Big, bold themes are wonderful and welcome in works of science fiction and all visual, musical and literary art. The problem that I see now with ST:PIC is that the viewer is dragged along with each episode, without getting a payoff in terms of seeing the characters at their best, in a storyline that actually challenges the characters and poses interesting moral, ethical and intellectual questions for the viewer. The stories of both PIC and DISC seem to just endlessly plod on forward, never showing any sense of growth, resolution or progress in terms of character development. The villians are detestable, the heroes are predictable, and we never really know why, what really motivates them, and how it relates to us.

It's just a show and I mean that in every sense of the word. A "show," meaning a fanciful display. Peacocks strutting their feathers. Same-old stories told with fresh new packaging and dollops of babble. The strict adherence to the serialized format makes the whole thing more detestable.

In the end, I want to be entertained, but I also appreciate seeing some humanity in the whole thing. The second episode of ST:PIC contained a huge proportion of glib technobabble and forced political intrigue that became painfully dull to watch, at least for me. Cool little effects like the transporter doors or the virtual "knobs" on the wall panel displays at Utopia Planitia are briefly entertaining, but they do not hold the story. None of the characters are being used to best effect so far, and too many tired sci-fi cliches are becoming tedious as well. Patrick Stewart is doing his best with his role, but the fact is that the whole balance between effective story-telling and giving the watchers a thrill is terribly off.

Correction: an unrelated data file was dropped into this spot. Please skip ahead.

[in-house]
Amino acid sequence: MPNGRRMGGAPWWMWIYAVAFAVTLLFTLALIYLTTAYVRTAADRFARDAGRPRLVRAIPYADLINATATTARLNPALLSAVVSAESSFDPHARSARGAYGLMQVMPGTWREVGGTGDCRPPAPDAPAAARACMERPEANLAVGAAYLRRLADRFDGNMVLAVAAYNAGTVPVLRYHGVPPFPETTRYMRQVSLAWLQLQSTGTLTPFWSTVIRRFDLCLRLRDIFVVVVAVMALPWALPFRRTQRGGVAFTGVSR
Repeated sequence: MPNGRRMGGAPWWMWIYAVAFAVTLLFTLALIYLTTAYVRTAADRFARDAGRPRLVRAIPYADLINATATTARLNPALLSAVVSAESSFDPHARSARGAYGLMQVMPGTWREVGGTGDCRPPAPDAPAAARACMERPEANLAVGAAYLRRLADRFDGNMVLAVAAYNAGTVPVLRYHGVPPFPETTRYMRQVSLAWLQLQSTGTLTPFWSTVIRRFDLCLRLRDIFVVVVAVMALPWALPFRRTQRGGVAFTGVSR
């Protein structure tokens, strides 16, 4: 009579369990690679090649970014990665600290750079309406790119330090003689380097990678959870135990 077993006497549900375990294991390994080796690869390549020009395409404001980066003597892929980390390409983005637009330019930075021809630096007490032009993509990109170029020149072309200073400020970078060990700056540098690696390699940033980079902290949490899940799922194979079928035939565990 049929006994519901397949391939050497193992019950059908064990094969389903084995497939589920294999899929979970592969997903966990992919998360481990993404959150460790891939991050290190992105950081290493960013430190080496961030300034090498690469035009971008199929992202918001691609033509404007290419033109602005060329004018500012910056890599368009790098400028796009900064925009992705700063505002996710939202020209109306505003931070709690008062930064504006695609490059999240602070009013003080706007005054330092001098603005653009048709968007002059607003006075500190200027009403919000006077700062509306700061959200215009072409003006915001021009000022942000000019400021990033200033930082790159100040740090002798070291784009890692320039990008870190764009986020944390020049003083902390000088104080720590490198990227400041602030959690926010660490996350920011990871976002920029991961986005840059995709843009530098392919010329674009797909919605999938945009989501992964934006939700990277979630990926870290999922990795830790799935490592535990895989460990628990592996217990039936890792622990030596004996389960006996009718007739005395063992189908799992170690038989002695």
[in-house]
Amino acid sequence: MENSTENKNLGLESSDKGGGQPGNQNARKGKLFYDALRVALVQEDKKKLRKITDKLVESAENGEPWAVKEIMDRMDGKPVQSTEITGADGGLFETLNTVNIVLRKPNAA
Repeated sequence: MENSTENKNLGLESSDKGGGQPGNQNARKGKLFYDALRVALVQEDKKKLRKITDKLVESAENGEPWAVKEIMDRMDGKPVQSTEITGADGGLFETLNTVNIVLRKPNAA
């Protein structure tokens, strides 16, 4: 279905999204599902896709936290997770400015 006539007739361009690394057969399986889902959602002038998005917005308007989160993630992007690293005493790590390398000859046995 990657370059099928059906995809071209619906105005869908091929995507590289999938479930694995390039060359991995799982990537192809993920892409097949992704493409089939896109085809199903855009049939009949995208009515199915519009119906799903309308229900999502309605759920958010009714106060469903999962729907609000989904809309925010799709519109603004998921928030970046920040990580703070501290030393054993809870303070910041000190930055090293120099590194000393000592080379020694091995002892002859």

In short, I think the writers have a story and plot that stretches too little content, too far. The special effects, post-coitus scenes with hot young actors/actresses, dramatic murders and occasional foul language are then used to fill in the gaps of the lack of substance.

Let's hope for better. I'm beginning to think that this franchise is not capable of it anymore.
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Jeff Chapman